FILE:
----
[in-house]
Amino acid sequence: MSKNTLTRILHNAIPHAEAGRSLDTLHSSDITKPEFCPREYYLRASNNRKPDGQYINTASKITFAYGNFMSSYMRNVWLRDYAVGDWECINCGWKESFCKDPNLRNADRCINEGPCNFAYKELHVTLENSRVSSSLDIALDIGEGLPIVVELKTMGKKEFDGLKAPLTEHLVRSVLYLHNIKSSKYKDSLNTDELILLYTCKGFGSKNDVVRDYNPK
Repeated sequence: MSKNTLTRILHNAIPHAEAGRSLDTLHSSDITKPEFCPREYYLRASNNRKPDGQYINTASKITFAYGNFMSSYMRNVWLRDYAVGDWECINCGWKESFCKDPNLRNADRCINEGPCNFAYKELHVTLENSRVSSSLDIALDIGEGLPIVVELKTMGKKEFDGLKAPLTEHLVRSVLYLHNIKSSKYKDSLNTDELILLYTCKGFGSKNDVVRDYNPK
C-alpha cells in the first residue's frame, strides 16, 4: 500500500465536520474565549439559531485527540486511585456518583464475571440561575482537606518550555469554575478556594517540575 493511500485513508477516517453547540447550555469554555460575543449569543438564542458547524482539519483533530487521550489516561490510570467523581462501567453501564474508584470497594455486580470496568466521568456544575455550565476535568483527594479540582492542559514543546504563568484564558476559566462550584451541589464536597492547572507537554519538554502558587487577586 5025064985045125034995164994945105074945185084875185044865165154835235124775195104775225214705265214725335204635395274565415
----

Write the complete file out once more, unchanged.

[in-house]
Amino acid sequence: MSKNTLTRILHNAIPHAEAGRSLDTLHSSDITKPEFCPREYYLRASNNRKPDGQYINTASKITFAYGNFMSSYMRNVWLRDYAVGDWECINCGWKESFCKDPNLRNADRCINEGPCNFAYKELHVTLENSRVSSSLDIALDIGEGLPIVVELKTMGKKEFDGLKAPLTEHLVRSVLYLHNIKSSKYKDSLNTDELILLYTCKGFGSKNDVVRDYNPK
Repeated sequence: MSKNTLTRILHNAIPHAEAGRSLDTLHSSDITKPEFCPREYYLRASNNRKPDGQYINTASKITFAYGNFMSSYMRNVWLRDYAVGDWECINCGWKESFCKDPNLRNADRCINEGPCNFAYKELHVTLENSRVSSSLDIALDIGEGLPIVVELKTMGKKEFDGLKAPLTEHLVRSVLYLHNIKSSKYKDSLNTDELILLYTCKGFGSKNDVVRDYNPK
C-alpha cells in the first residue's frame, strides 16, 4: 500500500465536520474565549439559531485527540486511585456518583464475571440561575482537606518550555469554575478556594517540575 493511500485513508477516517453547540447550555469554555460575543449569543438564542458547524482539519483533530487521550489516561490510570467523581462501567453501564474508584470497594455486580470496568466521568456544575455550565476535568483527594479540582492542559514543546504563568484564558476559566462550584451541589464536597492547572507537554519538554502558587487577586 5025064985045125034995164994945105074945185084875185044865165154835235124775195104775225214705265214725335204635395274565415